AOAC Executive Director David Schmidt is reviewing the 2021 Business Plan that includes launching at least five new programs including Gluten & Food Allergens, Vet Drugs Regional Matrices in India, and Glyphosate. AOAC will also be sustaining and augmenting funding levels for current programs including CASP, Food Authenticity, SPADA, and SPIFAN (which he calls “a real juggernaut”). He is highlighting the Program Advisory Panels – companies whose support makes these and other AOAC programs possible. AOAC will also be expanding its Proficiency Testing Program to include Listeria swabbing, a hemp PT program, getting back into international programs including Brazil and Mexico. AOAC is conducting a feasibility study for implementing a quality training program and are in the final stages of developing a salmonella/chocolate program. The Research Institute is launching a new “Reviewed and Recognized” (R2) program to be launched later this year. This will review and certify method applications notes. AOAC has also signed an MOU with ARSO and is in discussions with other organizations including UNICEF and AOAC’s China Section.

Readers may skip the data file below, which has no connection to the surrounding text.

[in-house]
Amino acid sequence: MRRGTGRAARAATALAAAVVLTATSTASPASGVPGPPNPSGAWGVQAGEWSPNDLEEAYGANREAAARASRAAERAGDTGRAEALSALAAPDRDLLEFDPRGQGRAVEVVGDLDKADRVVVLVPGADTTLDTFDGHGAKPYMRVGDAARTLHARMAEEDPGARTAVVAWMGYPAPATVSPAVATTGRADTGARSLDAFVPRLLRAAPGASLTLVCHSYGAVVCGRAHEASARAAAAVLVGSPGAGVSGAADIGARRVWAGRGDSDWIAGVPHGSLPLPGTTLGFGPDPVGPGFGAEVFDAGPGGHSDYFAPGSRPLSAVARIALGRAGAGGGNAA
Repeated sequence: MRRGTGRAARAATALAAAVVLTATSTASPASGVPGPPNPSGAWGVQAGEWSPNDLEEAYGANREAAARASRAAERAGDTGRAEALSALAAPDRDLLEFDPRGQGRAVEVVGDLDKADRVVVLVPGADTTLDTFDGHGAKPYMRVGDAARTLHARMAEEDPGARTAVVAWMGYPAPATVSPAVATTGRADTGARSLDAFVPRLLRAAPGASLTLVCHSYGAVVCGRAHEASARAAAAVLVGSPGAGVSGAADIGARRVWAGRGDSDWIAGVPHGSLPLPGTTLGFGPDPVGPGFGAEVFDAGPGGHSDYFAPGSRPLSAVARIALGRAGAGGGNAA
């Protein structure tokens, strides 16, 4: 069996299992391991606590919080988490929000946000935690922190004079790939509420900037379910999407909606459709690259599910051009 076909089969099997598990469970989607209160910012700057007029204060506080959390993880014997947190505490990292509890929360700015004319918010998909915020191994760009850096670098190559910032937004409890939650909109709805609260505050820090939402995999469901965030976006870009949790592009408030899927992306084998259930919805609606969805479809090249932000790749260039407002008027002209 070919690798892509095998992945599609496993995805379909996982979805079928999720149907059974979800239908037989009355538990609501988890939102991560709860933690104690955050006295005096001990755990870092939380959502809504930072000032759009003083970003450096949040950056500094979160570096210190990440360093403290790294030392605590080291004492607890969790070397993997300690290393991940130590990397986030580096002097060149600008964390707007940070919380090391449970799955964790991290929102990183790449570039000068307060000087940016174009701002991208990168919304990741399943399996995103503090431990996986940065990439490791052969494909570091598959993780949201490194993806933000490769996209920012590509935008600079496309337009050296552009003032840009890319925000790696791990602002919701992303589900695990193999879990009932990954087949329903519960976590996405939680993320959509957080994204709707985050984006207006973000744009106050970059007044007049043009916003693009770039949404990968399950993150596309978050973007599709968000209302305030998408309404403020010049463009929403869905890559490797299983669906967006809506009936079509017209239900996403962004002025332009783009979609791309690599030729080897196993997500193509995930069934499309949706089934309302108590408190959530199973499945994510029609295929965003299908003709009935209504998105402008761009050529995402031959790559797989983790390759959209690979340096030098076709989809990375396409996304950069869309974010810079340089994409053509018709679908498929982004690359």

On membership, Schmidt reports that despite the pandemic, individual membership only decreased slightly (.004%) and Organizational Membership is up 1.85%. AOAC is also increasing mentorship and refining marketing strategies. Moving forward, we will be pivoting between live/hybrid/virtual events based on the status of the pandemic. The 2021 Midyear Meeting, having shifted to virtual, is showing a record attendance.